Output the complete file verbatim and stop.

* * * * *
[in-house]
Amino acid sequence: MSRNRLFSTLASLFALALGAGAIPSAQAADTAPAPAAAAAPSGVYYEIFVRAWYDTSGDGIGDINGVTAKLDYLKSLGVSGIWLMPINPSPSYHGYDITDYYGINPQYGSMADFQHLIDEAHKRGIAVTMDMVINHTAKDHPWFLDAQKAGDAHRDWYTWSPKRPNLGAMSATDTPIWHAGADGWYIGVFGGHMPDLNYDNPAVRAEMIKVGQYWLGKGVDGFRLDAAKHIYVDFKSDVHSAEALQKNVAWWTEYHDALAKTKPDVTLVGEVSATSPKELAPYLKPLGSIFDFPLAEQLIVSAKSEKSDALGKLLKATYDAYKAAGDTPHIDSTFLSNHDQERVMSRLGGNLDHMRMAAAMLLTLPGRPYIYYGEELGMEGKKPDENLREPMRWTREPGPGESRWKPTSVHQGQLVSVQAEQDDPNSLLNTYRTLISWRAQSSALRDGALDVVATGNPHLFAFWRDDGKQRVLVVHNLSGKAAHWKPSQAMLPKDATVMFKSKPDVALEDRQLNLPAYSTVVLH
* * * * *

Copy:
[in-house]
Amino acid sequence: MSRNRLFSTLASLFALALGAGAIPSAQAADTAPAPAAAAAPSGVYYEIFVRAWYDTSGDGIGDINGVTAKLDYLKSLGVSGIWLMPINPSPSYHGYDITDYYGINPQYGSMADFQHLIDEAHKRGIAVTMDMVINHTAKDHPWFLDAQKAGDAHRDWYTWSPKRPNLGAMSATDTPIWHAGADGWYIGVFGGHMPDLNYDNPAVRAEMIKVGQYWLGKGVDGFRLDAAKHIYVDFKSDVHSAEALQKNVAWWTEYHDALAKTKPDVTLVGEVSATSPKELAPYLKPLGSIFDFPLAEQLIVSAKSEKSDALGKLLKATYDAYKAAGDTPHIDSTFLSNHDQERVMSRLGGNLDHMRMAAAMLLTLPGRPYIYYGEELGMEGKKPDENLREPMRWTREPGPGESRWKPTSVHQGQLVSVQAEQDDPNSLLNTYRTLISWRAQSSALRDGALDVVATGNPHLFAFWRDDGKQRVLVVHNLSGKAAHWKPSQAMLPKDATVMFKSKPDVALEDRQLNLPAYSTVVLH